MOUNT KISCO, N.Y. -- After months of socks, sneakers and closed toe shoes, summer marks the welcome return of flip flops, slides and every other variation of sandal. However, is this seasonal footwear a summer savior or a nightmare waiting to happen?
According to Dr. John Orrichio, Chief of Podiatry, Northern Westchester Hospital, sandals aren't an issue for most of the population. "Flip flops and sandals aren't bad for your feet if worn in moderation," he said. "If you have no biomechanical or structural faults with your foot and ankle, flip flops pose no problem."
Notoriously flat-soled, most sandals don't offer the arch support found in sneakers and can cause feet to hurt if worn continuously. Although most wearers first consider fashion when shopping for summer footwear, Oricchio recommended buying sandals that support the structure of the foot. "Sandals that have arch support and possibly a slight wedge to the sole are usually more comfortable," he said. Additionally, the support can prevent the development of painful foot injuries such as plantar fasciitis or fallen arches.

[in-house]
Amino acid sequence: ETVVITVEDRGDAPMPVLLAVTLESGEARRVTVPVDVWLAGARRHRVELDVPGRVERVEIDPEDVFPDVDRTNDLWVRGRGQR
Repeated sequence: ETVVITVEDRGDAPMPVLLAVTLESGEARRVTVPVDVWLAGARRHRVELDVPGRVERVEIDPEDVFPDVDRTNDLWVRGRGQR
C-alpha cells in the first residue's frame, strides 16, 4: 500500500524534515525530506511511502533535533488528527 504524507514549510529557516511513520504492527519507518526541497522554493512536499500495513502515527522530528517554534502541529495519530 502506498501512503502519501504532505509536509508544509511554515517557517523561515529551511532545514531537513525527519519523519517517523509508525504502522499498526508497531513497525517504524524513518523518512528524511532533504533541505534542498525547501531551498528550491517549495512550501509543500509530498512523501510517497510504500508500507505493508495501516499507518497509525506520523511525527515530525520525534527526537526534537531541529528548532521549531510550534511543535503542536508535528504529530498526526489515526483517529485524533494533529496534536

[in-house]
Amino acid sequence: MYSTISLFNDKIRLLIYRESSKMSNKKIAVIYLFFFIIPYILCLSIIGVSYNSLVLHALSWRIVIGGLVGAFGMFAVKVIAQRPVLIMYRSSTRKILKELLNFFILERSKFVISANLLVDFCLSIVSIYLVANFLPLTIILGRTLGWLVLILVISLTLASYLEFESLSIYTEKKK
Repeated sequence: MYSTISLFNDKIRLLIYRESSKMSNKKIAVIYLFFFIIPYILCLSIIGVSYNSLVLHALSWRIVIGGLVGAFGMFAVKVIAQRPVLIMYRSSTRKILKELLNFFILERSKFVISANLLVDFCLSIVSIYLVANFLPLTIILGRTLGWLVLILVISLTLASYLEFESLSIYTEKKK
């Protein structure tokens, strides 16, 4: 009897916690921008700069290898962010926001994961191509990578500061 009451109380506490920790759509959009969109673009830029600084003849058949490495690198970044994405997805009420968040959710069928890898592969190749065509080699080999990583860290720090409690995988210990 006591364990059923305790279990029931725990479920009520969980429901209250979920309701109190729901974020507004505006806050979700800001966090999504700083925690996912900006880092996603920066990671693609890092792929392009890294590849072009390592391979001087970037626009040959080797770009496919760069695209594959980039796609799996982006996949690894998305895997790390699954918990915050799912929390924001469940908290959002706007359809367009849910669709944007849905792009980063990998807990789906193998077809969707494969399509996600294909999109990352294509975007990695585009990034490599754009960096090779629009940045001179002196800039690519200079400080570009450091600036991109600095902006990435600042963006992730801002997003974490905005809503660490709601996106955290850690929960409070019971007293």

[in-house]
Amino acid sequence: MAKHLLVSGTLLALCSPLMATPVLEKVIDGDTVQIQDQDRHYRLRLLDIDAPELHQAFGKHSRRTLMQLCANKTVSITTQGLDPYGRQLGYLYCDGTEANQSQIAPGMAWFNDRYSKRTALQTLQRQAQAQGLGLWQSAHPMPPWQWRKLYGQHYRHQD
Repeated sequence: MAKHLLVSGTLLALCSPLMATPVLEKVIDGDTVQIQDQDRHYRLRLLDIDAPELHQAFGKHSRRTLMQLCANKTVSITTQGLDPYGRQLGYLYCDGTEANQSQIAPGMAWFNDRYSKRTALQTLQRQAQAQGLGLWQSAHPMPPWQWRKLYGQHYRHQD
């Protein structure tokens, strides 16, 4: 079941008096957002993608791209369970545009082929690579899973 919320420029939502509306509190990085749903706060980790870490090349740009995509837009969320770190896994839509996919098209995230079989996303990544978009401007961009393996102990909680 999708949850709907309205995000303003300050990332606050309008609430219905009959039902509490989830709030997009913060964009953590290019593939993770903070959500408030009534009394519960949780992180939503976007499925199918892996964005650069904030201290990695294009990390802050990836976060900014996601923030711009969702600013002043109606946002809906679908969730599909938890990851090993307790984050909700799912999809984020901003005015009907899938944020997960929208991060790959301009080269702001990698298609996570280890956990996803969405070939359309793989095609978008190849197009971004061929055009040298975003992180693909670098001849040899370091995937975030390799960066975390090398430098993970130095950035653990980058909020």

Throughout a sandal's summer usage, it's important to realize when a shoe has become too worn to wear. "People should change their sandals depending on wear and tear," said Oricchio. "If the heel is worn down to one side, I would recommend changing them."
When open toe shoes aren't appropriate, wearing flats, loafers or other sock-less shoes is a common summertime practice. However, the lack of ventilation and sweat buildup in these shoes often result in wetness and bad odor. "Smell is usually a result of perspiration and bacterial content on skin," said Oricchio. "Use of antiperspirant powders and sprays are very helpful." Oricchio recommended products by Gold Bond or Odor Eaters, which can be particularly helpful.
When heading to the beach, park or just going for a walk this summer, it's important to think with your feet and ensure maximum comfort during all the season's activities. For more information on how to keep feet feeling their best, contact Northern Westchester Hospital's Foot and Ankle Specialists.